Monday, 4 November 2013

November Flash - Day 3

The Flash Fiction Project at Google+ is at it again! There will be a visual prompt for every day in November (despite NaNo), and I'm going to try to write a (very) short piece for it every day as well. Due to time zone differences, I'll try writing and posting mine early in the morning, so it's a day after the original post for me, but still the same for them.

Let the fun begin! Here is the prompt for November 03:

The last religious war almost destroyed the earth.
Everybody saw it coming, but man has always fought for his belief, no matter the price, so there was not much that could be done. At least that would have been the case, if it hadn't been for the GAS.
Not all of the members were atheists; actually, there were quite a few religious people involved, people who were willing to give up everything to ensure that they would still have a home, and a planet for it to stand on. Coming from a religious background made it easier for them to climb the ladders to the tops of their respective religions. Other members used influence, acting and a good deal of bribery to reach positions of power in their countries.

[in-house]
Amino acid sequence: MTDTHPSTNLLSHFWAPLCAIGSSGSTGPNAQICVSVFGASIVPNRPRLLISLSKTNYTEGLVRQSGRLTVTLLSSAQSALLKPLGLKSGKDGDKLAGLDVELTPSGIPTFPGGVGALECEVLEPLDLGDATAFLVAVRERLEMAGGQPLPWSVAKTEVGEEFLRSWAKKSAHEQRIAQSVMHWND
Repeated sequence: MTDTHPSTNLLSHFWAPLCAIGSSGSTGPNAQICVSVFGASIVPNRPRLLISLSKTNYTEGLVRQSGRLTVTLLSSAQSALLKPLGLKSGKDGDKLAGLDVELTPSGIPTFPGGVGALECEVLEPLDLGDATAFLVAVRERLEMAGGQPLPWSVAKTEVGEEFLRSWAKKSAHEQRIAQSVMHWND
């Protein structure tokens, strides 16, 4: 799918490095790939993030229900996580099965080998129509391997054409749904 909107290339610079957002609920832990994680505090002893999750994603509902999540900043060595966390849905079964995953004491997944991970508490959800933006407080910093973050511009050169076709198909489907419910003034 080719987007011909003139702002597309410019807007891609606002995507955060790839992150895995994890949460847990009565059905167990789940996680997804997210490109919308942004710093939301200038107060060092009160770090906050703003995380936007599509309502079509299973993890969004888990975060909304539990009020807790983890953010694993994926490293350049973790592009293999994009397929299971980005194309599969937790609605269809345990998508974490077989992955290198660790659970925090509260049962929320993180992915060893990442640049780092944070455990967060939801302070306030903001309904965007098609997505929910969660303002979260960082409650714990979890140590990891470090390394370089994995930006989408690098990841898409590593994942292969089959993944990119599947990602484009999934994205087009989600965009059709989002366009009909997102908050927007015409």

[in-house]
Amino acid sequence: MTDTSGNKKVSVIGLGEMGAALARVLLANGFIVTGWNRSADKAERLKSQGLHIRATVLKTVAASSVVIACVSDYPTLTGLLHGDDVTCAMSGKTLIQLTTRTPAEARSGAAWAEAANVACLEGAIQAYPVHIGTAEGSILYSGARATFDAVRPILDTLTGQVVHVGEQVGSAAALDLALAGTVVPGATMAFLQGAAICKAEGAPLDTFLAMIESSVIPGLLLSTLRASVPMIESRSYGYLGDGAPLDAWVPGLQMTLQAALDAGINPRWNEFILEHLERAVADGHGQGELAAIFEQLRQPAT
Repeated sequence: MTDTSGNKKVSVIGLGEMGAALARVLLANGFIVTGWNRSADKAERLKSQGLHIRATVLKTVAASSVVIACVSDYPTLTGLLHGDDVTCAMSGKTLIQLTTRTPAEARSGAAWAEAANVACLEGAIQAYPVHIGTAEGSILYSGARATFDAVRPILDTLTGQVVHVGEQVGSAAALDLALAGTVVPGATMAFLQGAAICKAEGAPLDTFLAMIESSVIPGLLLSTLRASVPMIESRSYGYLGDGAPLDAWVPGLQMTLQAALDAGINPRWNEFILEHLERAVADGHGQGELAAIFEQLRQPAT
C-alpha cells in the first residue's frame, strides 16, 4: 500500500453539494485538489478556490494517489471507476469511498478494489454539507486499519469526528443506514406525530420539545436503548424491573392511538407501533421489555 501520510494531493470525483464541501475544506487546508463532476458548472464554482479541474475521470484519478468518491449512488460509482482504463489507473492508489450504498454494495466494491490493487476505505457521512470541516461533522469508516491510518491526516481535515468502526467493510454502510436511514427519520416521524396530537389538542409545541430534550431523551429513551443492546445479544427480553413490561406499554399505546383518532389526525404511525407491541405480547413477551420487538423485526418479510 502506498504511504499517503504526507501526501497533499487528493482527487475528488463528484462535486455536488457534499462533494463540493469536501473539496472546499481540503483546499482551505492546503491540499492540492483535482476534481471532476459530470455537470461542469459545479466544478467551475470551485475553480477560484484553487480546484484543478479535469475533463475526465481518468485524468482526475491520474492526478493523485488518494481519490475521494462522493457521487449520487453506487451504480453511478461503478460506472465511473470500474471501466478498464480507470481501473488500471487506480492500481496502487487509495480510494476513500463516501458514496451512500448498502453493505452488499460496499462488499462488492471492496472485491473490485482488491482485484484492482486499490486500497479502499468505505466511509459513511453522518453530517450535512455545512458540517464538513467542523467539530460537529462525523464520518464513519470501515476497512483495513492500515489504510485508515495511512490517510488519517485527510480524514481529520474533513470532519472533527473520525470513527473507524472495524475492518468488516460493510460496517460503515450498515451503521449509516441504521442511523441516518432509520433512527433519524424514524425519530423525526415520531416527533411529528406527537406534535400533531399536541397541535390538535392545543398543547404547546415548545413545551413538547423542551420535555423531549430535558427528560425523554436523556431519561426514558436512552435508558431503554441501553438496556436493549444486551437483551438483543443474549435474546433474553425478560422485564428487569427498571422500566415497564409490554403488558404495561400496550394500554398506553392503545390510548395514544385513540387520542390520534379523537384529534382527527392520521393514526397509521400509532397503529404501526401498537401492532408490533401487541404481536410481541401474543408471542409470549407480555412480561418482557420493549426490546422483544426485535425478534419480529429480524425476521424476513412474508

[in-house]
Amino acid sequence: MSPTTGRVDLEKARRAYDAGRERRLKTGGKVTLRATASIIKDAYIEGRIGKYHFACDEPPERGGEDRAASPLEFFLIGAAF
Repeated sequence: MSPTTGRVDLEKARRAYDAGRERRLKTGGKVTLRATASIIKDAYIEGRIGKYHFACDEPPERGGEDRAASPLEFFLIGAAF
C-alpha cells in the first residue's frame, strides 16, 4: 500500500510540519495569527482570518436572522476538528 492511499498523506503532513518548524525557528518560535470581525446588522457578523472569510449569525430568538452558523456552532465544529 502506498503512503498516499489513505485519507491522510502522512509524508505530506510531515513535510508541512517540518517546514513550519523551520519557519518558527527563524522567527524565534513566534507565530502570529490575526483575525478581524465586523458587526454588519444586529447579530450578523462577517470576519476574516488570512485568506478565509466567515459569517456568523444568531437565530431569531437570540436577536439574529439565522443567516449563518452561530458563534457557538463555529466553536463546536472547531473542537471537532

When they were finally ready - when the GAS even had the president of the United States and the Pope - the world was at the brink of a nuclear war. There was only one thing to do, and they knew it: ban all religions. Holy scriptures were burned; churches, mosques and other places of worship were razed to the ground. There could be no turning back.
People fought, of course. From simple believers to strong fundamentalists, they took to the streets; protests, demonstrations and attacks were daily occurrences, and many people died. The GAS had been well prepared, though, and was able to pass appropriate laws in all major countries. The others they suppressed with well-controlled force.
The death toll was horrible, and it would take many generations to recover and forget, but the one thing that could have been worse never occurred. No nuclear bombs were fired, and there was no permanent damage to the earth. For now, man was safe.

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